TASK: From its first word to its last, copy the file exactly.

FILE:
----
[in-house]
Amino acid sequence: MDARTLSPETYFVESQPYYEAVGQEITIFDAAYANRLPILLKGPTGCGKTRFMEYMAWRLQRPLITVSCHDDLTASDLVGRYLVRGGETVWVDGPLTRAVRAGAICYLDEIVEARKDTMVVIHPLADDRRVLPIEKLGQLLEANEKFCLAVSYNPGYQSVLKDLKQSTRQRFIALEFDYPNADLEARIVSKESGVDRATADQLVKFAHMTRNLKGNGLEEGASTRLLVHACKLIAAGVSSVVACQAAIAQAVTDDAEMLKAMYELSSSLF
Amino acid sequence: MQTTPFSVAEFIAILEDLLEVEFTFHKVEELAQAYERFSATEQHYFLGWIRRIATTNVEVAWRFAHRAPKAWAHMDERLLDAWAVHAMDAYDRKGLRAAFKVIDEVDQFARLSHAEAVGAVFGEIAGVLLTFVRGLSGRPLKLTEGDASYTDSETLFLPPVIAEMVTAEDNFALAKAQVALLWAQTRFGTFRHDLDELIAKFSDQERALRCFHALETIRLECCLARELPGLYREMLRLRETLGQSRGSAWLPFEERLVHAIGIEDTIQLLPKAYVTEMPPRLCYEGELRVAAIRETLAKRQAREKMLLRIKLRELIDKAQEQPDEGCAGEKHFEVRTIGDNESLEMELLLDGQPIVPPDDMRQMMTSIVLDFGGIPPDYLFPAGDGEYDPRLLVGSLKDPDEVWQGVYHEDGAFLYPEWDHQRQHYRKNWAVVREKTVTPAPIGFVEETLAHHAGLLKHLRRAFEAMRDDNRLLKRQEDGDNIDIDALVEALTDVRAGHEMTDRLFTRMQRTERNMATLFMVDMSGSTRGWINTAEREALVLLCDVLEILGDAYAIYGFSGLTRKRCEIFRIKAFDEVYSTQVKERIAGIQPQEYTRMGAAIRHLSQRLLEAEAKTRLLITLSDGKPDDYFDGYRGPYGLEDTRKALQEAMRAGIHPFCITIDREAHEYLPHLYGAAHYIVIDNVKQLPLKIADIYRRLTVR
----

[in-house]
Amino acid sequence: MDARTLSPETYFVESQPYYEAVGQEITIFDAAYANRLPILLKGPTGCGKTRFMEYMAWRLQRPLITVSCHDDLTASDLVGRYLVRGGETVWVDGPLTRAVRAGAICYLDEIVEARKDTMVVIHPLADDRRVLPIEKLGQLLEANEKFCLAVSYNPGYQSVLKDLKQSTRQRFIALEFDYPNADLEARIVSKESGVDRATADQLVKFAHMTRNLKGNGLEEGASTRLLVHACKLIAAGVSSVVACQAAIAQAVTDDAEMLKAMYELSSSLF
Amino acid sequence: MQTTPFSVAEFIAILEDLLEVEFTFHKVEELAQAYERFSATEQHYFLGWIRRIATTNVEVAWRFAHRAPKAWAHMDERLLDAWAVHAMDAYDRKGLRAAFKVIDEVDQFARLSHAEAVGAVFGEIAGVLLTFVRGLSGRPLKLTEGDASYTDSETLFLPPVIAEMVTAEDNFALAKAQVALLWAQTRFGTFRHDLDELIAKFSDQERALRCFHALETIRLECCLARELPGLYREMLRLRETLGQSRGSAWLPFEERLVHAIGIEDTIQLLPKAYVTEMPPRLCYEGELRVAAIRETLAKRQAREKMLLRIKLRELIDKAQEQPDEGCAGEKHFEVRTIGDNESLEMELLLDGQPIVPPDDMRQMMTSIVLDFGGIPPDYLFPAGDGEYDPRLLVGSLKDPDEVWQGVYHEDGAFLYPEWDHQRQHYRKNWAVVREKTVTPAPIGFVEETLAHHAGLLKHLRRAFEAMRDDNRLLKRQEDGDNIDIDALVEALTDVRAGHEMTDRLFTRMQRTERNMATLFMVDMSGSTRGWINTAEREALVLLCDVLEILGDAYAIYGFSGLTRKRCEIFRIKAFDEVYSTQVKERIAGIQPQEYTRMGAAIRHLSQRLLEAEAKTRLLITLSDGKPDDYFDGYRGPYGLEDTRKALQEAMRAGIHPFCITIDREAHEYLPHLYGAAHYIVIDNVKQLPLKIADIYRRLTVR